During one unConference session at TLG19, city participants discussed one question that looms in cities: how can we reach *everyone* with our services? One aspect of inclusion is age, because in many cities, two groups that are often most difficult to reach are aging populations & millennials. This unConference session focused on ways cities are rethinking programs and services to be more inclusive and better serve their millennial and aging population.
Cities are not often designed or developed in ways that have its aging population in mind. Though there are tons of examples of this, we talked about two major manifestations during the unConference session: parks and transit.
Many cities don’t have high rates of park usage by their aging population, even though the elderly are one of the populations that could benefit most from city parks (think outdoor recreation & community connections.)
Why? Because most city parks aren’t designed with an aging population in mind. There may be playgrounds, swings and water fountains, but there aren’t benches and other seating options on the way to and from the park.
Similarly, cities with an aging population have unique mobility and access challenges – cities are often left with legacies of unwalkable, spread out development without much public transit that can be very, very difficult to rectify. These legacies pose a unique burden on a low income and aging population.
The consequences are very real:
Seniors age 65 and older who no longer drive make 15 % fewer trips to the doctor, 59% fewer trips to shop or eat out, and 65% fewer trips to visit friends and family, than drivers of the same age (source: Aging Americans: Stranded without Options).
See this report from Transportation for America for an overview of the scope of this problem. And this essay from Strong Towns about the linkage between suburban poverty, an aging population and transit.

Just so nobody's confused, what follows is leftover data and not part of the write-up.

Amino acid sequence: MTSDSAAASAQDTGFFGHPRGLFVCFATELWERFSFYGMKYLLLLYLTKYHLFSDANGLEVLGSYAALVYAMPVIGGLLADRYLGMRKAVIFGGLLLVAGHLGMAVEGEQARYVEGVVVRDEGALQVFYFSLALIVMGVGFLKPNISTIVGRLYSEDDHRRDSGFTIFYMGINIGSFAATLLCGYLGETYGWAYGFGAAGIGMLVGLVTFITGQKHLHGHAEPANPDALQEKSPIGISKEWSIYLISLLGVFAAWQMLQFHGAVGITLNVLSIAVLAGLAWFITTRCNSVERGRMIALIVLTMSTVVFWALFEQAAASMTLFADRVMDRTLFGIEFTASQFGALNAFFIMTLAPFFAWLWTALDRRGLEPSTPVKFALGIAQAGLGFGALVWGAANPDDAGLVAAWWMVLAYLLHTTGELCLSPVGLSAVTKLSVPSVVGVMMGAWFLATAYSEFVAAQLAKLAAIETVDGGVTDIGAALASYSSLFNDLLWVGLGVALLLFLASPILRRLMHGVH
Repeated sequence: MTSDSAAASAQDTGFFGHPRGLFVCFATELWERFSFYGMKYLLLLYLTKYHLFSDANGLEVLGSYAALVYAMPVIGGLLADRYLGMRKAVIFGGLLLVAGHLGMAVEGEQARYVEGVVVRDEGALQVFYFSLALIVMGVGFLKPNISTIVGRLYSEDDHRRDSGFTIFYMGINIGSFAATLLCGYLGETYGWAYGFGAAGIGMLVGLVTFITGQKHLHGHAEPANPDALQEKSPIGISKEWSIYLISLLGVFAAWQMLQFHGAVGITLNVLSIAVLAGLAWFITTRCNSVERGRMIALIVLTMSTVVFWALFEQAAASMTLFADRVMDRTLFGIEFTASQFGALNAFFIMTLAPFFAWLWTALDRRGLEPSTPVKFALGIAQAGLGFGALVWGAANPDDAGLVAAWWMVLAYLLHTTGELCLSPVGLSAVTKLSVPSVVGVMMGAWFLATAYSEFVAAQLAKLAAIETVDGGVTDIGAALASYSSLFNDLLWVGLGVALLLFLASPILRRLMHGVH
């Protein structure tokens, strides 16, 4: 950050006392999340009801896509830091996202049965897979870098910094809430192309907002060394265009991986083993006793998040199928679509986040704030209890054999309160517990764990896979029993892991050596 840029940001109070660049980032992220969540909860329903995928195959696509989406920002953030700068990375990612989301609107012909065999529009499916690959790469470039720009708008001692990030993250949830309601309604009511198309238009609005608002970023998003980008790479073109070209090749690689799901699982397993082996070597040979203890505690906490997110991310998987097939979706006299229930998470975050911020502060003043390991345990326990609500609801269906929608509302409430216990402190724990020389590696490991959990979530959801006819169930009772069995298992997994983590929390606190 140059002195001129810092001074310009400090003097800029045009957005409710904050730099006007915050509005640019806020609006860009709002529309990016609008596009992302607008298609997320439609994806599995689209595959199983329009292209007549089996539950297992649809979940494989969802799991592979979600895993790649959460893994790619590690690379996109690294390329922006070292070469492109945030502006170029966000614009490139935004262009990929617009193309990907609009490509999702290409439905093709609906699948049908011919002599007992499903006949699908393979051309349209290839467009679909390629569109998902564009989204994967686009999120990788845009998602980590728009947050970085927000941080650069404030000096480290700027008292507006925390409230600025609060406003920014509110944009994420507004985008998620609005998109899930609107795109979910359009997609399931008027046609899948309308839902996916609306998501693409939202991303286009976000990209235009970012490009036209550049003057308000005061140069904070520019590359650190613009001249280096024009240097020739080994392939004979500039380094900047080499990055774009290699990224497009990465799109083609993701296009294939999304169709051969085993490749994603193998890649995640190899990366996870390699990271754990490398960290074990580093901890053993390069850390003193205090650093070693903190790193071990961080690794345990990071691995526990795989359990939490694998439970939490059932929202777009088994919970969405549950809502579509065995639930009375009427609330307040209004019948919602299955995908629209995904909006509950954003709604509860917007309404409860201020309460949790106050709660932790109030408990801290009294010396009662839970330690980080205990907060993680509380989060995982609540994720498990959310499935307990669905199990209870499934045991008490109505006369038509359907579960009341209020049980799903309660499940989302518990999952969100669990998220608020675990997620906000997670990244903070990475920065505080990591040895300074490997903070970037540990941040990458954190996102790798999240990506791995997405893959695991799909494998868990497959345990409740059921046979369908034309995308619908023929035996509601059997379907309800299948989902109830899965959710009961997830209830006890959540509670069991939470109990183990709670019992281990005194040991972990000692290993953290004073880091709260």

On the flip side, millennials pose unique challenges to cities. We have really different communication preferences than the generations before us and generally, we really don’t like formal activities that require advance commitment. For example, one specific issue discussed at the unConference is that most city recreation & educational programming requires residents to sign up for a certain number of weeks. At the library, for example, parents might be required to sign their child up for story time every Tuesday for six weeks. The group concurred that millennials seem to bristle at this kind of advance commitment.
City participants discussed many possible approaches to improving age inclusion in cities. Most of the approaches discussed reflect an assumption that before cities can make significant progress on matters of inclusion, cities need to make more of an effort to meet people where they are, and that means rethinking citizen engagement.
Approaches discussed included:
Is age inclusion a challenge in your city? What approaches are working in your city and what approaches are you considering pursuing? Share in the comments!
H/T Greg Stopka (Strategy and Innovation Manager at Park District of Oak Park) for taking the lead on this discussion….and sharing his notes!